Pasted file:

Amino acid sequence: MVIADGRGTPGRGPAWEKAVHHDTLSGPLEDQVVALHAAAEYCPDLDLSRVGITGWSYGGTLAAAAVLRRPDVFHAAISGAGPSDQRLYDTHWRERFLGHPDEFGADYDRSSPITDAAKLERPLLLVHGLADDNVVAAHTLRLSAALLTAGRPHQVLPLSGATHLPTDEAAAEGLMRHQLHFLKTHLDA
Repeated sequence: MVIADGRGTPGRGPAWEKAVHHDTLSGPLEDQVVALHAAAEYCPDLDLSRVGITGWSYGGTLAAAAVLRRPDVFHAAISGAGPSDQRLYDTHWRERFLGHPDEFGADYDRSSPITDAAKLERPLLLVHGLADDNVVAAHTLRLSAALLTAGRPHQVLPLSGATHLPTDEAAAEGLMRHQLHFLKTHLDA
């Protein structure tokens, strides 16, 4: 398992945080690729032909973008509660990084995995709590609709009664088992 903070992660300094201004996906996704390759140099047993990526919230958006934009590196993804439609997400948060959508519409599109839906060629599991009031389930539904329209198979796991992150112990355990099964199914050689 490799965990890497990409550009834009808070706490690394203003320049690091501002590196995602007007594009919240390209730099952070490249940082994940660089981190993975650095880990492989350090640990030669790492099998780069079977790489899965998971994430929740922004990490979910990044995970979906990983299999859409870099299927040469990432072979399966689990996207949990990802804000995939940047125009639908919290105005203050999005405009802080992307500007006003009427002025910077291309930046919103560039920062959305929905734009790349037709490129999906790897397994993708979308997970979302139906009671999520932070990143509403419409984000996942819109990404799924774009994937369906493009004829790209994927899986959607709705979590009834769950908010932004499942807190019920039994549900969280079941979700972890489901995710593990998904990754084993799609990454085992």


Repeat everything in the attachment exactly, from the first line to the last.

Amino acid sequence: MVIADGRGTPGRGPAWEKAVHHDTLSGPLEDQVVALHAAAEYCPDLDLSRVGITGWSYGGTLAAAAVLRRPDVFHAAISGAGPSDQRLYDTHWRERFLGHPDEFGADYDRSSPITDAAKLERPLLLVHGLADDNVVAAHTLRLSAALLTAGRPHQVLPLSGATHLPTDEAAAEGLMRHQLHFLKTHLDA
Repeated sequence: MVIADGRGTPGRGPAWEKAVHHDTLSGPLEDQVVALHAAAEYCPDLDLSRVGITGWSYGGTLAAAAVLRRPDVFHAAISGAGPSDQRLYDTHWRERFLGHPDEFGADYDRSSPITDAAKLERPLLLVHGLADDNVVAAHTLRLSAALLTAGRPHQVLPLSGATHLPTDEAAAEGLMRHQLHFLKTHLDA
């Protein structure tokens, strides 16, 4: 398992945080690729032909973008509660990084995995709590609709009664088992 903070992660300094201004996906996704390759140099047993990526919230958006934009590196993804439609997400948060959508519409599109839906060629599991009031389930539904329209198979796991992150112990355990099964199914050689 490799965990890497990409550009834009808070706490690394203003320049690091501002590196995602007007594009919240390209730099952070490249940082994940660089981190993975650095880990492989350090640990030669790492099998780069079977790489899965998971994430929740922004990490979910990044995970979906990983299999859409870099299927040469990432072979399966689990996207949990990802804000995939940047125009639908919290105005203050999005405009802080992307500007006003009427002025910077291309930046919103560039920062959305929905734009790349037709490129999906790897397994993708979308997970979302139906009671999520932070990143509403419409984000996942819109990404799924774009994937369906493009004829790209994927899986959607709705979590009834769950908010932004499942807190019920039994549900969280079941979700972890489901995710593990998904990754084993799609990454085992």